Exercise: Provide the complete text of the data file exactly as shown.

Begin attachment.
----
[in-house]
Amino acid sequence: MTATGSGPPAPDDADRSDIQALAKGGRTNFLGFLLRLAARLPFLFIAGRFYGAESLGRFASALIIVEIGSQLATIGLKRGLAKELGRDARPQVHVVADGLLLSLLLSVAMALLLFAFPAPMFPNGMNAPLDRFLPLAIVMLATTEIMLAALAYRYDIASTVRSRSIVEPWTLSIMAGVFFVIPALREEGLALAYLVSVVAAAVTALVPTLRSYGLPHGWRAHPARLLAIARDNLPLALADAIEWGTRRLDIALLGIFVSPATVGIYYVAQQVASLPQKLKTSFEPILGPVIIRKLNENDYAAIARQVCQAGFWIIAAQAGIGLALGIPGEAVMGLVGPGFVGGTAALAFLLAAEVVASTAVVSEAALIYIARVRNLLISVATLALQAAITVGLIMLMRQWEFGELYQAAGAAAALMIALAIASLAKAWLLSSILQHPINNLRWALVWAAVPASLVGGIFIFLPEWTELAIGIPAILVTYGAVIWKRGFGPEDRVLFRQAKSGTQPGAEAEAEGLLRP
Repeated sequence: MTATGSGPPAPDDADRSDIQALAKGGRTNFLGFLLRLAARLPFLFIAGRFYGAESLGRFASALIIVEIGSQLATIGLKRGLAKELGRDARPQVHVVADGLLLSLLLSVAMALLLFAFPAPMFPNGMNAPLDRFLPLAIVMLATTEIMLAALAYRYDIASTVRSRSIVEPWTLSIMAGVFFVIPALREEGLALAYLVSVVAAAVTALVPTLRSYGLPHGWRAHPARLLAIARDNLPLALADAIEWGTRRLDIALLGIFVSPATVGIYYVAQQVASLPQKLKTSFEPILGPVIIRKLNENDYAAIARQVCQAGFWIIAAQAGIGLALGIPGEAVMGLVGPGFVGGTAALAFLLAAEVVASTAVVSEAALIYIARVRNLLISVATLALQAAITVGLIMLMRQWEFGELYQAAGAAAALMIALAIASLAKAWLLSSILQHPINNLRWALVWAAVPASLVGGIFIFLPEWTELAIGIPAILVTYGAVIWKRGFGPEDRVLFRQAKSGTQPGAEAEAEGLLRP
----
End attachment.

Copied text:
[in-house]
Amino acid sequence: MTATGSGPPAPDDADRSDIQALAKGGRTNFLGFLLRLAARLPFLFIAGRFYGAESLGRFASALIIVEIGSQLATIGLKRGLAKELGRDARPQVHVVADGLLLSLLLSVAMALLLFAFPAPMFPNGMNAPLDRFLPLAIVMLATTEIMLAALAYRYDIASTVRSRSIVEPWTLSIMAGVFFVIPALREEGLALAYLVSVVAAAVTALVPTLRSYGLPHGWRAHPARLLAIARDNLPLALADAIEWGTRRLDIALLGIFVSPATVGIYYVAQQVASLPQKLKTSFEPILGPVIIRKLNENDYAAIARQVCQAGFWIIAAQAGIGLALGIPGEAVMGLVGPGFVGGTAALAFLLAAEVVASTAVVSEAALIYIARVRNLLISVATLALQAAITVGLIMLMRQWEFGELYQAAGAAAALMIALAIASLAKAWLLSSILQHPINNLRWALVWAAVPASLVGGIFIFLPEWTELAIGIPAILVTYGAVIWKRGFGPEDRVLFRQAKSGTQPGAEAEAEGLLRP
Repeated sequence: MTATGSGPPAPDDADRSDIQALAKGGRTNFLGFLLRLAARLPFLFIAGRFYGAESLGRFASALIIVEIGSQLATIGLKRGLAKELGRDARPQVHVVADGLLLSLLLSVAMALLLFAFPAPMFPNGMNAPLDRFLPLAIVMLATTEIMLAALAYRYDIASTVRSRSIVEPWTLSIMAGVFFVIPALREEGLALAYLVSVVAAAVTALVPTLRSYGLPHGWRAHPARLLAIARDNLPLALADAIEWGTRRLDIALLGIFVSPATVGIYYVAQQVASLPQKLKTSFEPILGPVIIRKLNENDYAAIARQVCQAGFWIIAAQAGIGLALGIPGEAVMGLVGPGFVGGTAALAFLLAAEVVASTAVVSEAALIYIARVRNLLISVATLALQAAITVGLIMLMRQWEFGELYQAAGAAAALMIALAIASLAKAWLLSSILQHPINNLRWALVWAAVPASLVGGIFIFLPEWTELAIGIPAILVTYGAVIWKRGFGPEDRVLFRQAKSGTQPGAEAEAEGLLRP